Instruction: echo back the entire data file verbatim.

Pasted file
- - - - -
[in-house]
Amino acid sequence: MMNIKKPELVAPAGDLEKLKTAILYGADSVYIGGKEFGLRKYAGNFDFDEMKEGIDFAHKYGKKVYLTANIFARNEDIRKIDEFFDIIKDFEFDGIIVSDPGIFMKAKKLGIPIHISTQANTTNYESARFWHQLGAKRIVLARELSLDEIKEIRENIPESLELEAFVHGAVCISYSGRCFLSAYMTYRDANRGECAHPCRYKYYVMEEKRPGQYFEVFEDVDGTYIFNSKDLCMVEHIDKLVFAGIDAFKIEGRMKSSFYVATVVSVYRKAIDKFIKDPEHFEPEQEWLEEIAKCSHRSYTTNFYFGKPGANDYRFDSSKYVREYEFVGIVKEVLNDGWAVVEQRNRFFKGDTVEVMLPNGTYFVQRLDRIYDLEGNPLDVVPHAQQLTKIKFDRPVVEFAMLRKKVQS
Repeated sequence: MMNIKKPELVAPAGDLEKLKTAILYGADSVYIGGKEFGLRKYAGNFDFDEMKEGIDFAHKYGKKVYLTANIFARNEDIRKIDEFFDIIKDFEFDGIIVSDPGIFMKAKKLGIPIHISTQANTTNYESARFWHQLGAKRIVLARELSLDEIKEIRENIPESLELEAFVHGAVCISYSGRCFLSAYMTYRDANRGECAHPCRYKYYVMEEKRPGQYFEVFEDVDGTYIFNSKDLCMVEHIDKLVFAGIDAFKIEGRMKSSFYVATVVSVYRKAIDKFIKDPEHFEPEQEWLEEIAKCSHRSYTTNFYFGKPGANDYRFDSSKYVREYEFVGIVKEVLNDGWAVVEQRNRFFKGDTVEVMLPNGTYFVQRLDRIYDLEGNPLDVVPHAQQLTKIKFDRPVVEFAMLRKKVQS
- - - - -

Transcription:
[in-house]
Amino acid sequence: MMNIKKPELVAPAGDLEKLKTAILYGADSVYIGGKEFGLRKYAGNFDFDEMKEGIDFAHKYGKKVYLTANIFARNEDIRKIDEFFDIIKDFEFDGIIVSDPGIFMKAKKLGIPIHISTQANTTNYESARFWHQLGAKRIVLARELSLDEIKEIRENIPESLELEAFVHGAVCISYSGRCFLSAYMTYRDANRGECAHPCRYKYYVMEEKRPGQYFEVFEDVDGTYIFNSKDLCMVEHIDKLVFAGIDAFKIEGRMKSSFYVATVVSVYRKAIDKFIKDPEHFEPEQEWLEEIAKCSHRSYTTNFYFGKPGANDYRFDSSKYVREYEFVGIVKEVLNDGWAVVEQRNRFFKGDTVEVMLPNGTYFVQRLDRIYDLEGNPLDVVPHAQQLTKIKFDRPVVEFAMLRKKVQS
Repeated sequence: MMNIKKPELVAPAGDLEKLKTAILYGADSVYIGGKEFGLRKYAGNFDFDEMKEGIDFAHKYGKKVYLTANIFARNEDIRKIDEFFDIIKDFEFDGIIVSDPGIFMKAKKLGIPIHISTQANTTNYESARFWHQLGAKRIVLARELSLDEIKEIRENIPESLELEAFVHGAVCISYSGRCFLSAYMTYRDANRGECAHPCRYKYYVMEEKRPGQYFEVFEDVDGTYIFNSKDLCMVEHIDKLVFAGIDAFKIEGRMKSSFYVATVVSVYRKAIDKFIKDPEHFEPEQEWLEEIAKCSHRSYTTNFYFGKPGANDYRFDSSKYVREYEFVGIVKEVLNDGWAVVEQRNRFFKGDTVEVMLPNGTYFVQRLDRIYDLEGNPLDVVPHAQQLTKIKFDRPVVEFAMLRKKVQS